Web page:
It is now just as important to think about what you want to happen to your digital assets, as it is to your tangible, earth-bound assets when you die. What’s also important: considering what you want to happen to your data, how accessible and enduring you want it to be and how it will be protected.

People in their older years have seen amazing leaps and changes in technologies. We’ve moved from transistor radios to VHS to DVD to Blu-Ray. We’ve gone from land line home phones to smart phones that have the same computing power or more than a desktop. The first social media site was launched in 1997, and websites like Myspace have come and gone.

Will the current websites and software still be available and commonly used in five, ten, fifty, or one hundred years? It’s impossible to know what the world will look like then. However, unless a plan is made for digital legacies, it’s unlikely that your digital legacy will be accessible to others in the near and far future.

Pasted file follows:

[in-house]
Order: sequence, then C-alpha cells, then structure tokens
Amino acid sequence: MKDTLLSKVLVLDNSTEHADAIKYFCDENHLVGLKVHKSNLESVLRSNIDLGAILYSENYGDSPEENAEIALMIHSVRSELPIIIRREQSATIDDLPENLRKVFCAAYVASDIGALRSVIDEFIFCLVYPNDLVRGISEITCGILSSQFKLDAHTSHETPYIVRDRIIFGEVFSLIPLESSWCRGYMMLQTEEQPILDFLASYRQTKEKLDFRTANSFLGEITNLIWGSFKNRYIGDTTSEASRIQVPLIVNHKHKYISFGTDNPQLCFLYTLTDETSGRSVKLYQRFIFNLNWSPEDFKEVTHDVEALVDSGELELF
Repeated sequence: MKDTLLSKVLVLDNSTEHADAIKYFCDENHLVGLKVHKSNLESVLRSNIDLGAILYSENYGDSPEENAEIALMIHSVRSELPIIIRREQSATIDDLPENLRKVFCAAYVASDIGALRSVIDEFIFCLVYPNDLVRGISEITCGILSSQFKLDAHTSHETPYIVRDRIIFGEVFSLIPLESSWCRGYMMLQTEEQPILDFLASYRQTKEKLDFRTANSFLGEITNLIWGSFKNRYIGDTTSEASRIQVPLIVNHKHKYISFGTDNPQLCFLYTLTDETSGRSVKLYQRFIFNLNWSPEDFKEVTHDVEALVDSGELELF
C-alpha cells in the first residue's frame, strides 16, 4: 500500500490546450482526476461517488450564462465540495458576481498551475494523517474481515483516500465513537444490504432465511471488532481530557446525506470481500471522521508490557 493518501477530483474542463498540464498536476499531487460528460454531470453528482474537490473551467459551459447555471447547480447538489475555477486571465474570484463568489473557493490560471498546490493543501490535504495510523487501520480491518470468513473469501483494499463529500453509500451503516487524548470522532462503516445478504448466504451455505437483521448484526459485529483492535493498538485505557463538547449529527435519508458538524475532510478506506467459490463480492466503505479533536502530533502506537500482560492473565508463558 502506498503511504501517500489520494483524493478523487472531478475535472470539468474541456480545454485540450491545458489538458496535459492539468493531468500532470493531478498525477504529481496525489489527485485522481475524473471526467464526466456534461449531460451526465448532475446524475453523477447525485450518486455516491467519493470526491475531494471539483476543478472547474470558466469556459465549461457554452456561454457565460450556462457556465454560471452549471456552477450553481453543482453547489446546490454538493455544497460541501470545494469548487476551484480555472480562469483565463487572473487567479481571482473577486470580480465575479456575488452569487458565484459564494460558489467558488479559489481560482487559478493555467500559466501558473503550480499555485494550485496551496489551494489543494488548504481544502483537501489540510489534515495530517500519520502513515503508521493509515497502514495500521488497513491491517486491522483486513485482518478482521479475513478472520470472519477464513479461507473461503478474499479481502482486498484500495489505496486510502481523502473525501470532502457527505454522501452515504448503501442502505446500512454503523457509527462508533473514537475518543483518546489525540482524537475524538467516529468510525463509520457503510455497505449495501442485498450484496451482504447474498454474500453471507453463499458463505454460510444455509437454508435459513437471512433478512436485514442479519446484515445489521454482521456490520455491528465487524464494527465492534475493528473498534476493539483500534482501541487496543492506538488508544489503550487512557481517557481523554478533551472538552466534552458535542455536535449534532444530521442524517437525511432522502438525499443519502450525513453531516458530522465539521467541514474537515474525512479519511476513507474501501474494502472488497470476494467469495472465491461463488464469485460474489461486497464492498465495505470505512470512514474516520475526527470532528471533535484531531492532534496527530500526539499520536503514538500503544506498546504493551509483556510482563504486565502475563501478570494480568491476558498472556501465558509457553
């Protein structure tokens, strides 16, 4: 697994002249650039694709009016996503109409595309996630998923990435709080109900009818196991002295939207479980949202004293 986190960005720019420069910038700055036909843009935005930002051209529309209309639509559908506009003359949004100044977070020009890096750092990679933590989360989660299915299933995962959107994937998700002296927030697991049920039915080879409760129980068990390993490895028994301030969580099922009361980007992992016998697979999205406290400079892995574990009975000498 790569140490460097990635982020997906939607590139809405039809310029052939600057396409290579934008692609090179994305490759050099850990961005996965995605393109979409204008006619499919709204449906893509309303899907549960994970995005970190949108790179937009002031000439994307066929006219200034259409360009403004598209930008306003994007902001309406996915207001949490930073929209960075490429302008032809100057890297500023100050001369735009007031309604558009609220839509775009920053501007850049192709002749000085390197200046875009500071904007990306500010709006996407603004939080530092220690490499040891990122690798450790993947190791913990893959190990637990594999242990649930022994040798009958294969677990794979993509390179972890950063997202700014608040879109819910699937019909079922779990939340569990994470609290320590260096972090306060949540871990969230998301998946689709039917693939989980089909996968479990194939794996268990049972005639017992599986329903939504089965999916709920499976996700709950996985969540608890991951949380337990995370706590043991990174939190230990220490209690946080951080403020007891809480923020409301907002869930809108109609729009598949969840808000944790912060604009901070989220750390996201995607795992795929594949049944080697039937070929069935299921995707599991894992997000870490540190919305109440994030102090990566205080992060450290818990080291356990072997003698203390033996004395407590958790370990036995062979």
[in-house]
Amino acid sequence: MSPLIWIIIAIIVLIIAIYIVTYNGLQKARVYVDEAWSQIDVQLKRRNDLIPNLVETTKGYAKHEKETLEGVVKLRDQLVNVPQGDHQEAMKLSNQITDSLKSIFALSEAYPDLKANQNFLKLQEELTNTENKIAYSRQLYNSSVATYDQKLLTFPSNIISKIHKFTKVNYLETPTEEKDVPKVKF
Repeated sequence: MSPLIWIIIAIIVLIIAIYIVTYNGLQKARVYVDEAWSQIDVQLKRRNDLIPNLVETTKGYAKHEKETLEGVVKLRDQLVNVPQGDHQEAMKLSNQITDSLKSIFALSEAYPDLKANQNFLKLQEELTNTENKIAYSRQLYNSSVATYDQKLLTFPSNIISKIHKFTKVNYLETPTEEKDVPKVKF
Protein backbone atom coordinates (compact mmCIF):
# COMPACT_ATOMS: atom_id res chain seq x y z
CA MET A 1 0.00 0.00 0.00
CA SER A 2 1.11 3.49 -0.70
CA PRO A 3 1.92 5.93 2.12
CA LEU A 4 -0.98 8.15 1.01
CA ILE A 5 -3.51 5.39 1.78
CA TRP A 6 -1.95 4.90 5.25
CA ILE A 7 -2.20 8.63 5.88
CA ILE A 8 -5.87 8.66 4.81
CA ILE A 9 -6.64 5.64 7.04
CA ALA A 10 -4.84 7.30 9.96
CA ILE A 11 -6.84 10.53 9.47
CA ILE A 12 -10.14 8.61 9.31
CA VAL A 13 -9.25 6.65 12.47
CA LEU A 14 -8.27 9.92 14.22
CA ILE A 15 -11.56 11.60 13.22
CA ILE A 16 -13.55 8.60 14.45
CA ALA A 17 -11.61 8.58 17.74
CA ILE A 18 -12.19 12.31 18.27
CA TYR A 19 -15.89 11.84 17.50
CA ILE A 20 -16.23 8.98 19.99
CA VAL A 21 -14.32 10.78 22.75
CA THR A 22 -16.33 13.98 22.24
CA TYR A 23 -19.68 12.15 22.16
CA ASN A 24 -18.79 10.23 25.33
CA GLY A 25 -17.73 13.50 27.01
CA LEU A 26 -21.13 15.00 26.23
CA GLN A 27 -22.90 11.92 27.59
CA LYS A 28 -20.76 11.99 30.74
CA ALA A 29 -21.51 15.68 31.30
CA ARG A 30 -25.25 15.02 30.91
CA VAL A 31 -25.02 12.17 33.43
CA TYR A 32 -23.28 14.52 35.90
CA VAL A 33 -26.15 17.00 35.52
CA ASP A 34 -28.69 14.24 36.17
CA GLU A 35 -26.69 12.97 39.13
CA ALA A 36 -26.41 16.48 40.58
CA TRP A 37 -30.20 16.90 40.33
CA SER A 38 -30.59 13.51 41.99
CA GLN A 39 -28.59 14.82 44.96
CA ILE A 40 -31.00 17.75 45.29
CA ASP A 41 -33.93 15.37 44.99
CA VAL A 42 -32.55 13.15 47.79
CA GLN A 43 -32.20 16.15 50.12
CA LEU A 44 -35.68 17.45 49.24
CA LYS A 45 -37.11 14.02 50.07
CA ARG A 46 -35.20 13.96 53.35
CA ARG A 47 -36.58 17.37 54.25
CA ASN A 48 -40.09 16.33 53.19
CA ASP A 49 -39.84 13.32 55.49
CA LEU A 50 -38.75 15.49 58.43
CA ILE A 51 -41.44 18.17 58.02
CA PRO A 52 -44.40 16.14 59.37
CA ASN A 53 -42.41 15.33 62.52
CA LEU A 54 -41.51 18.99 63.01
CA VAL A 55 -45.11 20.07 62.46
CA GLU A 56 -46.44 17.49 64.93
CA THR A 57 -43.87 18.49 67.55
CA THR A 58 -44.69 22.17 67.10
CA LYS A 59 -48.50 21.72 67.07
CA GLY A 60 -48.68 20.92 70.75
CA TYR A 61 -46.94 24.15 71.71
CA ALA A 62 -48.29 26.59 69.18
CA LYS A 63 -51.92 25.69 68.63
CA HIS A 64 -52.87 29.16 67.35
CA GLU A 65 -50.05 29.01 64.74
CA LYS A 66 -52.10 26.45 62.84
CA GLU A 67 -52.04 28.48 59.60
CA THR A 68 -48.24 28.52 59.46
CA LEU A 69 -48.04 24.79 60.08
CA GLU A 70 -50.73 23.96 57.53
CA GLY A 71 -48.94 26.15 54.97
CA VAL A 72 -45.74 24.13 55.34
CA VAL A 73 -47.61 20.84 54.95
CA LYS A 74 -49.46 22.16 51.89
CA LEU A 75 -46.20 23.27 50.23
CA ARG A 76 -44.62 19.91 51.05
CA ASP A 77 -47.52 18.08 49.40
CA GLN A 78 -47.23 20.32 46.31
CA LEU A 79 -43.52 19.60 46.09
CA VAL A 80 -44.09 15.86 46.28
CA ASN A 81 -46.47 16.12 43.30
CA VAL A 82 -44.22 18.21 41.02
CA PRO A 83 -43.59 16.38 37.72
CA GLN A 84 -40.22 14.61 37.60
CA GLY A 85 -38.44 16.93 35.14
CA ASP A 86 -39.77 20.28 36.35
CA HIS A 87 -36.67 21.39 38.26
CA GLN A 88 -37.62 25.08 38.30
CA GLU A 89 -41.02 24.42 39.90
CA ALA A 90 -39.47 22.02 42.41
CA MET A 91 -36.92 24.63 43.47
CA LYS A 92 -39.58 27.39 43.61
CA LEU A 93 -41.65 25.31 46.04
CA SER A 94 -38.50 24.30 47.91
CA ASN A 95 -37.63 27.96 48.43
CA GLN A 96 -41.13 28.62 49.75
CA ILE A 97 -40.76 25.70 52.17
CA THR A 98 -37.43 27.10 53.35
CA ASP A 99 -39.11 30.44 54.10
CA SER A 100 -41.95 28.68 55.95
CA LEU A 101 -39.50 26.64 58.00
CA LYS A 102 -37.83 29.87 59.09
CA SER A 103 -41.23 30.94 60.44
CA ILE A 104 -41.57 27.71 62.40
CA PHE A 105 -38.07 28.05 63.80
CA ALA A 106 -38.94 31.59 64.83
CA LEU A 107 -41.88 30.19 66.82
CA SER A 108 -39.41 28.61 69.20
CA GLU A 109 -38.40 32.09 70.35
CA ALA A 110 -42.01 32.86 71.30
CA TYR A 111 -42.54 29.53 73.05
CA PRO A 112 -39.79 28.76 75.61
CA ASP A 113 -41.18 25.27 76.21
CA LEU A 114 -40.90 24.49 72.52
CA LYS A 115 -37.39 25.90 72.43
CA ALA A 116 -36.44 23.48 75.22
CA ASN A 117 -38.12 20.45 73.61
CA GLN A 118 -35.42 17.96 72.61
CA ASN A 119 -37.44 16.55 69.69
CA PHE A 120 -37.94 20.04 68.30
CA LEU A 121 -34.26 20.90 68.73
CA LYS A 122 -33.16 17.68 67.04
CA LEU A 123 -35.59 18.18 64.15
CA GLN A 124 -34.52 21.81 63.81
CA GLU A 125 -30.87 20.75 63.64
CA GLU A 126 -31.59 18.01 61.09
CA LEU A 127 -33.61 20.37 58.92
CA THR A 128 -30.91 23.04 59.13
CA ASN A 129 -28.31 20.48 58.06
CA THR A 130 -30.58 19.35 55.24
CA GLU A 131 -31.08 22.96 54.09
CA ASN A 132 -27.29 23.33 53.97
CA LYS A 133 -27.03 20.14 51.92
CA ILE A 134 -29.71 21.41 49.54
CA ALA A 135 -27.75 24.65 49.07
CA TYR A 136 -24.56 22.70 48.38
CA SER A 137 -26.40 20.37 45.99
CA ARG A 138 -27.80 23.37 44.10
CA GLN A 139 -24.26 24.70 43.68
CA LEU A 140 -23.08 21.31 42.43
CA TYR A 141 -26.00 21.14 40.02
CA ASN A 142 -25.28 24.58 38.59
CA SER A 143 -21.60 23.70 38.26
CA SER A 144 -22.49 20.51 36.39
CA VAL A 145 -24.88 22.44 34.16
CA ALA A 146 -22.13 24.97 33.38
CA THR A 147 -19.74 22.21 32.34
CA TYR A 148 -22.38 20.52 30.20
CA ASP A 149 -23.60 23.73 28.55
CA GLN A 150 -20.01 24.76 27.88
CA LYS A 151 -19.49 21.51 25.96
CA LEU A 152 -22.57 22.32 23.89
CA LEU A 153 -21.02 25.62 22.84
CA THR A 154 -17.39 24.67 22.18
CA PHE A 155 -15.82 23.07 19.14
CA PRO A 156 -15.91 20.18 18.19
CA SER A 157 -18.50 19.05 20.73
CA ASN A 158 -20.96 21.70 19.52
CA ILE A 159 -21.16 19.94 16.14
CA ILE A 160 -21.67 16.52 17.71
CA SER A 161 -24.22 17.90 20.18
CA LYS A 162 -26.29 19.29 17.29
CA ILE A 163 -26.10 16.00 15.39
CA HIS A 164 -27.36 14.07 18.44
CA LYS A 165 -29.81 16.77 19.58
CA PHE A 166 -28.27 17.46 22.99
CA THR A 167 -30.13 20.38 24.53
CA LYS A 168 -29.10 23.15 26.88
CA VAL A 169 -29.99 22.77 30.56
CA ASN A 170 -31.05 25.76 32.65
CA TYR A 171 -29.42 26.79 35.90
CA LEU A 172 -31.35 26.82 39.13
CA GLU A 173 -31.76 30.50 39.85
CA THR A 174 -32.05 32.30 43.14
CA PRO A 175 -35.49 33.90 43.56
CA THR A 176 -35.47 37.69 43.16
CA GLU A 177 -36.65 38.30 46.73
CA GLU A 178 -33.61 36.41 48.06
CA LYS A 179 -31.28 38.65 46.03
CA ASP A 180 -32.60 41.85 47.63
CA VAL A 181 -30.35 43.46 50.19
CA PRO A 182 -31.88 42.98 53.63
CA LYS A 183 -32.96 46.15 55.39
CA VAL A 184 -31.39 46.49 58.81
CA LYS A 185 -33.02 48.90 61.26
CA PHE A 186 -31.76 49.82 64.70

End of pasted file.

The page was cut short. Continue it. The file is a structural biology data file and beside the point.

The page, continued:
Here’s the problem: even if your executor does succeed in memorializing your Facebook page, will there be things on the page that you don’t want anyone to see after you’ve gone? There’s a wealth of data on social media to sift through, including items you may not want to be part of your digital legacy.

Consider the comparison to people who lived during previous ages. We may not be able to see their lives online, but they have left behind physical artifacts—letters, diaries, photographs—that we can hold in our hands and that tell us their stories. These artifacts will survive through the generations.

A digital estate plan can ensure that your data, digital assets / social media are managed by someone you trust. Talk with your estate planning attorney to learn how to put such a plan in place, when you are creating your legacy. Your last will and testament is a starting point in today’s digital world.

Reference: The Scotsman (May 16, 2019) The ghost in the machine—what will happen to online you after death?”

 

Here’s Why You Need an Estate Plan